The sequence to be followed in each patient was revealed to the investigators immediately before recording by a telephone call. Throughout the study, infants were fed at 3 h intervals and received their routine care while in an incubator at thermoneutrality and in a supine position. The study protocol was approved by the Ethics Committee of the hospital.

Respiratory support system

Flow-SNIPPV, NIPPV and NCPAP were applied using ‘Giulia’ neonatal ventilator via nasal prongs (Ginevri Medical Technologies, Rome, Italy). Synchronisation was obtained by means of a fixed orifice pneumotachograph (2.5 mm inner diameter—dead space 1 mL) interposed between the prongs and the Y piece. The largest possible prongs were used, with a snug fit to avoid leakage. No precautions were taken to avoid leakage from the mouth. For all ventilation modes initial flow was set at 8 L/min and FiO2 adjusted to keep pulse oximeter saturation (SpO2) between 90% and 94%. The system was regularly monitored and flow delivered by the ventilator adjusted in order to keep positive end-expiratory pressure constant on selected values. Flow-SNIPPV was delivered in the assist/control mode (ie, the ventilator assisted each spontaneous breath) with the following parameters: Ti 0.3–0.35 s, peak inspiratory pressure (PIP) 15 cm H2O, positive end-expiratory pressure 5–6 cm H2O and back-up rate 20 bpm. Trigger level was initially set at 0.1 L/min, then adjusted for each infant in order to obtain the best synchronisation and avoid autotriggering. Synchronisation was continuously monitored during SNIPPV by one of the authors who attended the registration, looking at the ventilator's and the infant's spontaneous respiratory rate (RR). In order to facilitate the detection of synchrony, synchronous breaths are displayed on the ventilator's screen as a bicolour pressure trace, green for inspiration and white for expiration, while mandatory mechanical breaths are displayed as a white pressure trace during inspiration and expiration. To avoid autotriggering and low signal detection, the nose of the infants, the flow sensor and the ventilator circuit were regularly inspected and kept clear of secretion and humidity. NIPPV was delivered using the same parameters as flow-SNIPPV at a mechanical RR of 20 bpm. During flow-SNIPPV and NIPPV, peak pressure could be increased up to max 20 cm H2O to obtain effective aeration per auscultation and according to blood gases. NCPAP was set at 5–6 cm H2O.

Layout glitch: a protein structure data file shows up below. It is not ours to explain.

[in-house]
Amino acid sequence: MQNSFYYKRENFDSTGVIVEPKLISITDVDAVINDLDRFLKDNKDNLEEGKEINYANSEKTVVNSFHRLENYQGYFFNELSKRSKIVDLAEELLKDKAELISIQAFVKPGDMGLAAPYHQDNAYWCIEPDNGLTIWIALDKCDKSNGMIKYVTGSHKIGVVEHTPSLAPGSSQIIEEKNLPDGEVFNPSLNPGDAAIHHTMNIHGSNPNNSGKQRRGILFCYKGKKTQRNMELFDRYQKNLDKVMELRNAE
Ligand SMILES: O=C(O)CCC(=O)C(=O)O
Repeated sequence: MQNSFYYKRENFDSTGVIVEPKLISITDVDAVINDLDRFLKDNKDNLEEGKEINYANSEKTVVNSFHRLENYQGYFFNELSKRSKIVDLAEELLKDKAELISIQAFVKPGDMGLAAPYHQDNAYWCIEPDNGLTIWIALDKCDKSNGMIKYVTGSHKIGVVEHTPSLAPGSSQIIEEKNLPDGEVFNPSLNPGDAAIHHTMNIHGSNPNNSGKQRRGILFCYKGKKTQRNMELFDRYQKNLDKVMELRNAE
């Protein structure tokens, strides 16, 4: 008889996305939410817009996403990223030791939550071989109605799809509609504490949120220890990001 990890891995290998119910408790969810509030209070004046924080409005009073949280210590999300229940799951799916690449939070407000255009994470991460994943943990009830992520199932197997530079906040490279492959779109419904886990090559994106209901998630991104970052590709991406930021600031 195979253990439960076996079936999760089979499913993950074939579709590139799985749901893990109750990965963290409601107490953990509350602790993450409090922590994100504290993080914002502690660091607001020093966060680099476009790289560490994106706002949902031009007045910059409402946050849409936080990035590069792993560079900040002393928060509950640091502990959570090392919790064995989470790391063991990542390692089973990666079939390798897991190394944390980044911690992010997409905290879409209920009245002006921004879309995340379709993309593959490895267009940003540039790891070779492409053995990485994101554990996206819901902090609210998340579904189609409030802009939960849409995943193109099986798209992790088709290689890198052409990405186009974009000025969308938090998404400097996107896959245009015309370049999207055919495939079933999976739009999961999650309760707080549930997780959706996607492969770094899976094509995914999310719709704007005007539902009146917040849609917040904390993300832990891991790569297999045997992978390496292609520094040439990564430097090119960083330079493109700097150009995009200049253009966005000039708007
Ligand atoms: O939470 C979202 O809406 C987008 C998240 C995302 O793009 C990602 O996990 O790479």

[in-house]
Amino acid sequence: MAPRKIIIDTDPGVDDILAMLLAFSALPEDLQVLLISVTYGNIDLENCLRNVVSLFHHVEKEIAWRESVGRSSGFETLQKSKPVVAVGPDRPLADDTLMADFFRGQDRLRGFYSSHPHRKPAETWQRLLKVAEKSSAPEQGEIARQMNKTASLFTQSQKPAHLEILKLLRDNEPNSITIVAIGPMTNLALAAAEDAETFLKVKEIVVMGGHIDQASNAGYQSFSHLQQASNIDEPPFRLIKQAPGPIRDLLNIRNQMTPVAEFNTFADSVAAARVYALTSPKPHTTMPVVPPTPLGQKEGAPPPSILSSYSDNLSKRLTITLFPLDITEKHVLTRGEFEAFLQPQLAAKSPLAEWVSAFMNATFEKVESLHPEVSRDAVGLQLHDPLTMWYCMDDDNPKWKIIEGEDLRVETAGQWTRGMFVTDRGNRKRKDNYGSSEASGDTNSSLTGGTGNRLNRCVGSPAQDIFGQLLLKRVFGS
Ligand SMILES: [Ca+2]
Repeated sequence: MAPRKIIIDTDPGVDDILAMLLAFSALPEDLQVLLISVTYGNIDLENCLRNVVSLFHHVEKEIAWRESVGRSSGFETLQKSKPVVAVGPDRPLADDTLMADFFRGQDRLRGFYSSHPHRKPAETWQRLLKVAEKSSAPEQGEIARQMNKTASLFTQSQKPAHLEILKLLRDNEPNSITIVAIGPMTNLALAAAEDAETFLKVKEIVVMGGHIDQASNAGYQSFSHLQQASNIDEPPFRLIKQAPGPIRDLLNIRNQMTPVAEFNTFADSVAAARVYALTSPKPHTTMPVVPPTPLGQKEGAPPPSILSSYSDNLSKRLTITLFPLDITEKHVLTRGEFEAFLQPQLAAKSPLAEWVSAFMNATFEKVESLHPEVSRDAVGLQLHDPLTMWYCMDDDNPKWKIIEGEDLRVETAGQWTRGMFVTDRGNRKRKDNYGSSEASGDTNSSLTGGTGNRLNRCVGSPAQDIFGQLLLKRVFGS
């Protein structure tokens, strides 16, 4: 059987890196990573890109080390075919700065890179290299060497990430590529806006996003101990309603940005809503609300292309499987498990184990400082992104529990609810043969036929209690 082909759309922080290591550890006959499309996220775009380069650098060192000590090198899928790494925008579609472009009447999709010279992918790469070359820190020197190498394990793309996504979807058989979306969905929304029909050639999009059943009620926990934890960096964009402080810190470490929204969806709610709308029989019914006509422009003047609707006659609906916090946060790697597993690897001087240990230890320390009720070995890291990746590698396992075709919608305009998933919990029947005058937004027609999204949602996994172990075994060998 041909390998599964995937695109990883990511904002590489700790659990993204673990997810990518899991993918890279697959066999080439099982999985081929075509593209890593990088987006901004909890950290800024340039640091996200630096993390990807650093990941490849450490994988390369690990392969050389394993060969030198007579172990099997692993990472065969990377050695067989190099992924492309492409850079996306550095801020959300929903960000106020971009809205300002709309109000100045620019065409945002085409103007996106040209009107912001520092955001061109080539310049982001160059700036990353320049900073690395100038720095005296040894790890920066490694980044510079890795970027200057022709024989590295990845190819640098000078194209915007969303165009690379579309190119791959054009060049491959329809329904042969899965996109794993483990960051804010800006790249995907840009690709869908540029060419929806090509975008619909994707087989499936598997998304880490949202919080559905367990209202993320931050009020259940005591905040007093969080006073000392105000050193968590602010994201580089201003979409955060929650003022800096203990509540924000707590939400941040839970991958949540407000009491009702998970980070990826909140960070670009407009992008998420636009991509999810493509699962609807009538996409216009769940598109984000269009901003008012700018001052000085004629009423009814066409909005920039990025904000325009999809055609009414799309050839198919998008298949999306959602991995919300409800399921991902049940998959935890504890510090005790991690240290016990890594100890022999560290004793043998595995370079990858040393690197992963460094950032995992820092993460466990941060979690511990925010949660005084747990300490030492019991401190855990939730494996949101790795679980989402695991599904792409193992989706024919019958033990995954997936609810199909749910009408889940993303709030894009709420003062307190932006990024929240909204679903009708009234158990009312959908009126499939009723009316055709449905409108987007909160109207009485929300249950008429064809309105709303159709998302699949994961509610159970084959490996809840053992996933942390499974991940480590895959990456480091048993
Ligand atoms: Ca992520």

Cardiorespiratory recordings